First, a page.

I made friends with Safar Ali too. At the end it was really hard for me to abandon that trek for I got so used to the road and my travel companions who had become my friends.
I was supposed to get married in just a week after the trek. Fortunately, I managed to come back to the city on time. So I handed the baton over to Paul’s next walking partner, this time a male guide also from Khorugh.
I was glad that before getting back on the road, Paul came to my wedding and congratulated me and my husband on our big day.
The most important thing in the mountains is safety. Every time we plan a hike, we prepare a topographic map, carefully study all the passages and rivers. Then we decide on the meals and the menu. All of that must be done in advance, so that we’re well prepared.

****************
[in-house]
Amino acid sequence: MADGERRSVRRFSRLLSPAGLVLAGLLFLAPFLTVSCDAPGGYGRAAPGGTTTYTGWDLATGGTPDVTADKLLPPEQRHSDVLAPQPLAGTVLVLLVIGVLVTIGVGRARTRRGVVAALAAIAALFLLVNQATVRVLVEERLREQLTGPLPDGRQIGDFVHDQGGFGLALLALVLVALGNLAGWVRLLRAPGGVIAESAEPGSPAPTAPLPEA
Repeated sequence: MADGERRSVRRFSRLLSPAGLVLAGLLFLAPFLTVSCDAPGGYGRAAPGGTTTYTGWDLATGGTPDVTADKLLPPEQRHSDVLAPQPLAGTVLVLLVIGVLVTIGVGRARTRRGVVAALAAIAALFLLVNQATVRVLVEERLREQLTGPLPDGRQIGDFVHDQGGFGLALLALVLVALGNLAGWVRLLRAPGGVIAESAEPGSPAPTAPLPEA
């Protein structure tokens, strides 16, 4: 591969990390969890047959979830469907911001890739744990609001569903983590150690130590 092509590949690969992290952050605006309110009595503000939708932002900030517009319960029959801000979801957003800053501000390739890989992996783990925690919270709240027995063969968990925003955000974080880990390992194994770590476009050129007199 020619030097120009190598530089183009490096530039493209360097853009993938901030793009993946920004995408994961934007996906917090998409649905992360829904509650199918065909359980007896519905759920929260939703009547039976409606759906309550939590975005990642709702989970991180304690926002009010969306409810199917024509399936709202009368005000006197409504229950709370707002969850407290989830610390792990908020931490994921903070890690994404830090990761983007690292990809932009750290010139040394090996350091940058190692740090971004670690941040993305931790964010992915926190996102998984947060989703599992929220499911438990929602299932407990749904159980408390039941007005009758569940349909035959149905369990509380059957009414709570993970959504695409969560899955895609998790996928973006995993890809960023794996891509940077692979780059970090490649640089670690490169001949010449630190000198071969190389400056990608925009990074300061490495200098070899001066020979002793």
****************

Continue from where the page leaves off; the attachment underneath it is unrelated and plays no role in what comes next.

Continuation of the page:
My favorite food during treks is buckwheat with canned stewed meat.
As for the outfit and equipment, number one is the shoes. I remember I was wearing just sneakers in my very first trek. And with Paul Salopek, it was summer, so I went on that long trek wearing sandals. Later he even mentioned in his article that a girl had walked so many miles in sandals. Those were good sandals; I knew they wouldn’t fail me.
We want to handle it all ourselves, without any assistance
Most importantly, all the equipment has to be durable and comfortable: from backpack to trekking boots. And the clothing has to be chosen carefully because sometimes we get close to the glaciers and it’s really cold there.
Often, when we hike with male tourists, they try to somehow help us, the girls: with carrying heavy bags or crossing the rivers. But we want to handle it all ourselves, without any assistance.